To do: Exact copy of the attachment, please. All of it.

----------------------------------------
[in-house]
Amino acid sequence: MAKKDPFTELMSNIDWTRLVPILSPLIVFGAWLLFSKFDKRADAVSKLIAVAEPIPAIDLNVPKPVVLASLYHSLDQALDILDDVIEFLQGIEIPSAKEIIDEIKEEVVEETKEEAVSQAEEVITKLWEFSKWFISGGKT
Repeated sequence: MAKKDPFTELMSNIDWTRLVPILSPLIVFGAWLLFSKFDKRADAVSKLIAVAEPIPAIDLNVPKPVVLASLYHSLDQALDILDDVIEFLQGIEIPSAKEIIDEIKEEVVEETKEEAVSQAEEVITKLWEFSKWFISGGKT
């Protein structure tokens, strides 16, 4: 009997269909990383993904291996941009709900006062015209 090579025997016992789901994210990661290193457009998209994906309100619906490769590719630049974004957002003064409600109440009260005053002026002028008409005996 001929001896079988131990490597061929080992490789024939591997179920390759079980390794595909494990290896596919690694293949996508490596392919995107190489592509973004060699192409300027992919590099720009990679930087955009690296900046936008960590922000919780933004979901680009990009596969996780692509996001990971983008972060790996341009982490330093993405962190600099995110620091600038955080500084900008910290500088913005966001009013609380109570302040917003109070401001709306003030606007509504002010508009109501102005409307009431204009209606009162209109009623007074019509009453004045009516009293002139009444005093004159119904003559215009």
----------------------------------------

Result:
[in-house]
Amino acid sequence: MAKKDPFTELMSNIDWTRLVPILSPLIVFGAWLLFSKFDKRADAVSKLIAVAEPIPAIDLNVPKPVVLASLYHSLDQALDILDDVIEFLQGIEIPSAKEIIDEIKEEVVEETKEEAVSQAEEVITKLWEFSKWFISGGKT
Repeated sequence: MAKKDPFTELMSNIDWTRLVPILSPLIVFGAWLLFSKFDKRADAVSKLIAVAEPIPAIDLNVPKPVVLASLYHSLDQALDILDDVIEFLQGIEIPSAKEIIDEIKEEVVEETKEEAVSQAEEVITKLWEFSKWFISGGKT
């Protein structure tokens, strides 16, 4: 009997269909990383993904291996941009709900006062015209 090579025997016992789901994210990661290193457009998209994906309100619906490769590719630049974004957002003064409600109440009260005053002026002028008409005996 001929001896079988131990490597061929080992490789024939591997179920390759079980390794595909494990290896596919690694293949996508490596392919995107190489592509973004060699192409300027992919590099720009990679930087955009690296900046936008960590922000919780933004979901680009990009596969996780692509996001990971983008972060790996341009982490330093993405962190600099995110620091600038955080500084900008910290500088913005966001009013609380109570302040917003109070401001709306003030606007509504002010508009109501102005409307009431204009209606009162209109009623007074019509009453004045009516009293002139009444005093004159119904003559215009």